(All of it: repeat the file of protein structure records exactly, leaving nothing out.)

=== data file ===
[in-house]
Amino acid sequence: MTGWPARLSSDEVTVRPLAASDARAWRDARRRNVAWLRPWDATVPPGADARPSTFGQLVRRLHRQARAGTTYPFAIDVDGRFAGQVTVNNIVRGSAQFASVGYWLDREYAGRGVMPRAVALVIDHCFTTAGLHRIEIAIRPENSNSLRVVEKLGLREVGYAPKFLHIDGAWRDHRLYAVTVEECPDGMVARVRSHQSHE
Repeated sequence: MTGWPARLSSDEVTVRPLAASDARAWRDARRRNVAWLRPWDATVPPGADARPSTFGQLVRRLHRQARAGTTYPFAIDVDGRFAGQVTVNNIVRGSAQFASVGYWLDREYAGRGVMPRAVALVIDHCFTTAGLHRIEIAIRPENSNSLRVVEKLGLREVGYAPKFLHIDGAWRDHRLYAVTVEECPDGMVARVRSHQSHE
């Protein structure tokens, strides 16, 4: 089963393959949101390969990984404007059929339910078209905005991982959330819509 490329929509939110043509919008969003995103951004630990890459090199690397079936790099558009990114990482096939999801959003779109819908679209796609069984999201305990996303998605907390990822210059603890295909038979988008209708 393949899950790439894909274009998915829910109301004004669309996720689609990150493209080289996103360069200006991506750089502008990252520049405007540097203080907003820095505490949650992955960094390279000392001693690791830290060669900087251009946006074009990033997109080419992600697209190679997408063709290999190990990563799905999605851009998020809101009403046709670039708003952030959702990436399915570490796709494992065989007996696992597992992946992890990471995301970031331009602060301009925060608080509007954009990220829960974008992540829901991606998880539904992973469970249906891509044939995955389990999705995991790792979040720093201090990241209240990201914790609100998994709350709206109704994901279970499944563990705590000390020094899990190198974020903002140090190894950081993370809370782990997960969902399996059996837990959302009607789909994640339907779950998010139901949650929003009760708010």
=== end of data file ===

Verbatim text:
[in-house]
Amino acid sequence: MTGWPARLSSDEVTVRPLAASDARAWRDARRRNVAWLRPWDATVPPGADARPSTFGQLVRRLHRQARAGTTYPFAIDVDGRFAGQVTVNNIVRGSAQFASVGYWLDREYAGRGVMPRAVALVIDHCFTTAGLHRIEIAIRPENSNSLRVVEKLGLREVGYAPKFLHIDGAWRDHRLYAVTVEECPDGMVARVRSHQSHE
Repeated sequence: MTGWPARLSSDEVTVRPLAASDARAWRDARRRNVAWLRPWDATVPPGADARPSTFGQLVRRLHRQARAGTTYPFAIDVDGRFAGQVTVNNIVRGSAQFASVGYWLDREYAGRGVMPRAVALVIDHCFTTAGLHRIEIAIRPENSNSLRVVEKLGLREVGYAPKFLHIDGAWRDHRLYAVTVEECPDGMVARVRSHQSHE
């Protein structure tokens, strides 16, 4: 089963393959949101390969990984404007059929339910078209905005991982959330819509 490329929509939110043509919008969003995103951004630990890459090199690397079936790099558009990114990482096939999801959003779109819908679209796609069984999201305990996303998605907390990822210059603890295909038979988008209708 393949899950790439894909274009998915829910109301004004669309996720689609990150493209080289996103360069200006991506750089502008990252520049405007540097203080907003820095505490949650992955960094390279000392001693690791830290060669900087251009946006074009990033997109080419992600697209190679997408063709290999190990990563799905999605851009998020809101009403046709670039708003952030959702990436399915570490796709494992065989007996696992597992992946992890990471995301970031331009602060301009925060608080509007954009990220829960974008992540829901991606998880539904992973469970249906891509044939995955389990999705995991790792979040720093201090990241209240990201914790609100998994709350709206109704994901279970499944563990705590000390020094899990190198974020903002140090190894950081993370809370782990997960969902399996059996837990959302009607789909994640339907779950998010139901949650929003009760708010």